If you can’t get locks any other way, check out eBay for “Lock Lots”, or “Mortise Cylinder Lots”. You’ll find many sellers with groups of 20 or more locks selling for under $20 plus shipping.
Your objective isn’t to accumulate every lock on Earth. Instead, just one or two locks from each of the major manufacturers should be enough. At a minimum try to get Kwikset, Schlage, Yale and Sargent mortise cylinders. In Europe you are looking for Abus, Zeiss-Ikon, Winkhaus, and Wilka Euro cylinders. In the UK try to find ERA, Yale, UAP, Union, GeGe and Legge Euro cylinders. If you live somewhere else, ask a local locksmith what the most popular locks are in your area.
I once spent an entire weekend trying to escape from one of those Mila trap pins!
Once you’ve collected and picked a few different brands of locks you’ll probably notice they all have different “personalities” that you’ll need to adapt to. Some like heavy tension, while others seize up with it. Most will contain security pins – almost always spools. You’ll find that each type of spool behaves differently depending on it’s length and the depth of the cut in the spool. Deeper cuts generally result in deeper false sets that are more difficult to get out of without resetting several other pins. Long, shallow spools have reduced feedback and are more difficult to detect. Short, shallow spools can be the most difficult of all, often behaving like serrated pins.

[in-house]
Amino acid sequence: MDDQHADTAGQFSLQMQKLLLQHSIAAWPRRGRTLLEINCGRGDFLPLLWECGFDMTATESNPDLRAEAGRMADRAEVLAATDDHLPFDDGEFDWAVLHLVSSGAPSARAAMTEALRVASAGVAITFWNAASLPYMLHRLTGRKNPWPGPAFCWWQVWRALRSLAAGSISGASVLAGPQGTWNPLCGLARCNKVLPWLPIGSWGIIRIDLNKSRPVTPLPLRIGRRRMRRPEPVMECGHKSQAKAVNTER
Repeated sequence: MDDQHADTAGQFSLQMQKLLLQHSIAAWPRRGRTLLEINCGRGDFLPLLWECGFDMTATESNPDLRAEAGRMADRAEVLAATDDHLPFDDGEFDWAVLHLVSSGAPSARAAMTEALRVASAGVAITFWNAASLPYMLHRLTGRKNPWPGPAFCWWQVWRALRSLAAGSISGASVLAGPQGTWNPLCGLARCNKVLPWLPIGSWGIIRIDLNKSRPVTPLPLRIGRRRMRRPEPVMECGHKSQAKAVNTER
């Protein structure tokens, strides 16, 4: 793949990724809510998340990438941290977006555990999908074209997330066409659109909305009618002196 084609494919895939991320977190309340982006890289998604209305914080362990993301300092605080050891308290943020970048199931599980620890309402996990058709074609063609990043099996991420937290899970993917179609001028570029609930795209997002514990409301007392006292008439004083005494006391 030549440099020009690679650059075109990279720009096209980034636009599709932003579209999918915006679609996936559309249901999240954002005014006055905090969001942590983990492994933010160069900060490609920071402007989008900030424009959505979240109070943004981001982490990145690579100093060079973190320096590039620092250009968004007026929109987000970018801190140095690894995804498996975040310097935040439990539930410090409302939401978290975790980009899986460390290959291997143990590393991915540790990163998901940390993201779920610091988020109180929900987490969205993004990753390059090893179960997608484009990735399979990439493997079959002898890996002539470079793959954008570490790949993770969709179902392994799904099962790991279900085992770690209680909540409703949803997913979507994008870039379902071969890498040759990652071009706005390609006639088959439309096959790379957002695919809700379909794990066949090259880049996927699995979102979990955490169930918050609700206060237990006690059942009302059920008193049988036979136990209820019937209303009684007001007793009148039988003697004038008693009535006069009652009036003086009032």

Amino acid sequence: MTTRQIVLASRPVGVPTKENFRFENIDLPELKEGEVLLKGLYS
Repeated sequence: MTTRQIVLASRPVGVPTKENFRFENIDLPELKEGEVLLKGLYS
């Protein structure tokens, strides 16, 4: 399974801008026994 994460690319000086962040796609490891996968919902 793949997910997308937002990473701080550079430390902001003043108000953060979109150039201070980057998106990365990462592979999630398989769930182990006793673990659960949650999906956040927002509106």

Commercial locks often contain “tricks”, like counter-milling or oddly shaped proprietary pins. The German lock manufacturers are REALLY bad about this, and that’s what makes the German locks so desirable and fun to pick. A few locks even contain “traps” for pickers, like the infamous Mila cylinder. I once spent an entire weekend trying to escape from one of those Mila trap pins! My point here is that every lock contains lessons for you to learn and absorb. No online lock course can prepare you for every contingency, so you need to go out, acquire a variety of locks, and experiment with them – stashing the lessons into your own bag of tricks.
As you expand your skills into the advanced, high security locks you should consider an addition to your pick set.
In North America your choices are somewhat limited. Most homes have either Kwikset or Schlages on them. Neither of those are particularly good locks, but we have what we have. Kwiksets are junk and will not challenge you at all. Schlages have a somewhat paracentric keyway and their quality is quite a bit better. Still, few locks in N. America contain security pins, although this seems to be changing. I recently found out that Kwikset is putting spool pins into some of their locks – a welcome upgrade! One thing we DO have in N. America are the SFIC and LFIC locks. These are multi-shearline locks that can be quite challenging (and frustrating) to pick open. Many of them now have security pins and paracentric keyways, making them a lot of fun to pick.
As you expand your skills into the advanced, high security locks you should consider an addition to your pick set. The German LockSport Organization, SSDev designed a trio of hooks specifically designed to defeat deep cut, paracentric keyways. At present, Sparrows Lockpicks is the only company licensed to sell them but at $14.50 for the complete SSDev Set it seems very reasonable.
All right! Time to move on to LP302!